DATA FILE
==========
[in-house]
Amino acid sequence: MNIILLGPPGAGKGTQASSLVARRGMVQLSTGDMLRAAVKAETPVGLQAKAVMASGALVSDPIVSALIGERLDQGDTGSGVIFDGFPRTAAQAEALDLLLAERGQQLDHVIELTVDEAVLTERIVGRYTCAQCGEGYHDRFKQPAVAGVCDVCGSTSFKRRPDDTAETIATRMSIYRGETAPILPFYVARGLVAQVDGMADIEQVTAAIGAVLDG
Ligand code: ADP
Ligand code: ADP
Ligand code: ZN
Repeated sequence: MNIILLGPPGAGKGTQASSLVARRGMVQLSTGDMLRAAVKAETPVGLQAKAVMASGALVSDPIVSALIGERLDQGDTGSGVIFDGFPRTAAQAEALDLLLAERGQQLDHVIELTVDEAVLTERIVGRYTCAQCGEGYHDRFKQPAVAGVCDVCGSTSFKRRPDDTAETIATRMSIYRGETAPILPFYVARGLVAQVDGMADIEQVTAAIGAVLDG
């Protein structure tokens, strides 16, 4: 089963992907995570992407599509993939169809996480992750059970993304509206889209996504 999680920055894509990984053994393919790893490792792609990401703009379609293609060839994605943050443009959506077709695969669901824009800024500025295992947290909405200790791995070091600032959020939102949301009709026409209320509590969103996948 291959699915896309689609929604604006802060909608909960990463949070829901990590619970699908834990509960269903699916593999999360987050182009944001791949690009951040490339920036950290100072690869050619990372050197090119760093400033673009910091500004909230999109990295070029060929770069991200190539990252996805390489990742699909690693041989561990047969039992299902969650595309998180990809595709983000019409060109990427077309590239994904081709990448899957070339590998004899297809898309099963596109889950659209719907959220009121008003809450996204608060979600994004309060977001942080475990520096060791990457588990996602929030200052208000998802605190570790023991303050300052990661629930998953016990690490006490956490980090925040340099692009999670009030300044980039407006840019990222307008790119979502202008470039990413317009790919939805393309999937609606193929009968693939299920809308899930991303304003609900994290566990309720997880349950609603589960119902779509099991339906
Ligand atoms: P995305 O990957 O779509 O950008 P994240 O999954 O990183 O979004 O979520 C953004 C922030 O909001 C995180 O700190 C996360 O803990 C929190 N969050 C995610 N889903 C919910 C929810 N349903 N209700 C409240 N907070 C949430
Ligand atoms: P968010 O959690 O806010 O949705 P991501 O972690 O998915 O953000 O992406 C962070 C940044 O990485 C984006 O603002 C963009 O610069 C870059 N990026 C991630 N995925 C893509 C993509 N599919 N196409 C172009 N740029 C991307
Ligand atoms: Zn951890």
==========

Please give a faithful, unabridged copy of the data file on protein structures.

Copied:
[in-house]
Amino acid sequence: MNIILLGPPGAGKGTQASSLVARRGMVQLSTGDMLRAAVKAETPVGLQAKAVMASGALVSDPIVSALIGERLDQGDTGSGVIFDGFPRTAAQAEALDLLLAERGQQLDHVIELTVDEAVLTERIVGRYTCAQCGEGYHDRFKQPAVAGVCDVCGSTSFKRRPDDTAETIATRMSIYRGETAPILPFYVARGLVAQVDGMADIEQVTAAIGAVLDG
Ligand code: ADP
Ligand code: ADP
Ligand code: ZN
Repeated sequence: MNIILLGPPGAGKGTQASSLVARRGMVQLSTGDMLRAAVKAETPVGLQAKAVMASGALVSDPIVSALIGERLDQGDTGSGVIFDGFPRTAAQAEALDLLLAERGQQLDHVIELTVDEAVLTERIVGRYTCAQCGEGYHDRFKQPAVAGVCDVCGSTSFKRRPDDTAETIATRMSIYRGETAPILPFYVARGLVAQVDGMADIEQVTAAIGAVLDG
């Protein structure tokens, strides 16, 4: 089963992907995570992407599509993939169809996480992750059970993304509206889209996504 999680920055894509990984053994393919790893490792792609990401703009379609293609060839994605943050443009959506077709695969669901824009800024500025295992947290909405200790791995070091600032959020939102949301009709026409209320509590969103996948 291959699915896309689609929604604006802060909608909960990463949070829901990590619970699908834990509960269903699916593999999360987050182009944001791949690009951040490339920036950290100072690869050619990372050197090119760093400033673009910091500004909230999109990295070029060929770069991200190539990252996805390489990742699909690693041989561990047969039992299902969650595309998180990809595709983000019409060109990427077309590239994904081709990448899957070339590998004899297809898309099963596109889950659209719907959220009121008003809450996204608060979600994004309060977001942080475990520096060791990457588990996602929030200052208000998802605190570790023991303050300052990661629930998953016990690490006490956490980090925040340099692009999670009030300044980039407006840019990222307008790119979502202008470039990413317009790919939805393309999937609606193929009968693939299920809308899930991303304003609900994290566990309720997880349950609603589960119902779509099991339906
Ligand atoms: P995305 O990957 O779509 O950008 P994240 O999954 O990183 O979004 O979520 C953004 C922030 O909001 C995180 O700190 C996360 O803990 C929190 N969050 C995610 N889903 C919910 C929810 N349903 N209700 C409240 N907070 C949430
Ligand atoms: P968010 O959690 O806010 O949705 P991501 O972690 O998915 O953000 O992406 C962070 C940044 O990485 C984006 O603002 C963009 O610069 C870059 N990026 C991630 N995925 C893509 C993509 N599919 N196409 C172009 N740029 C991307
Ligand atoms: Zn951890």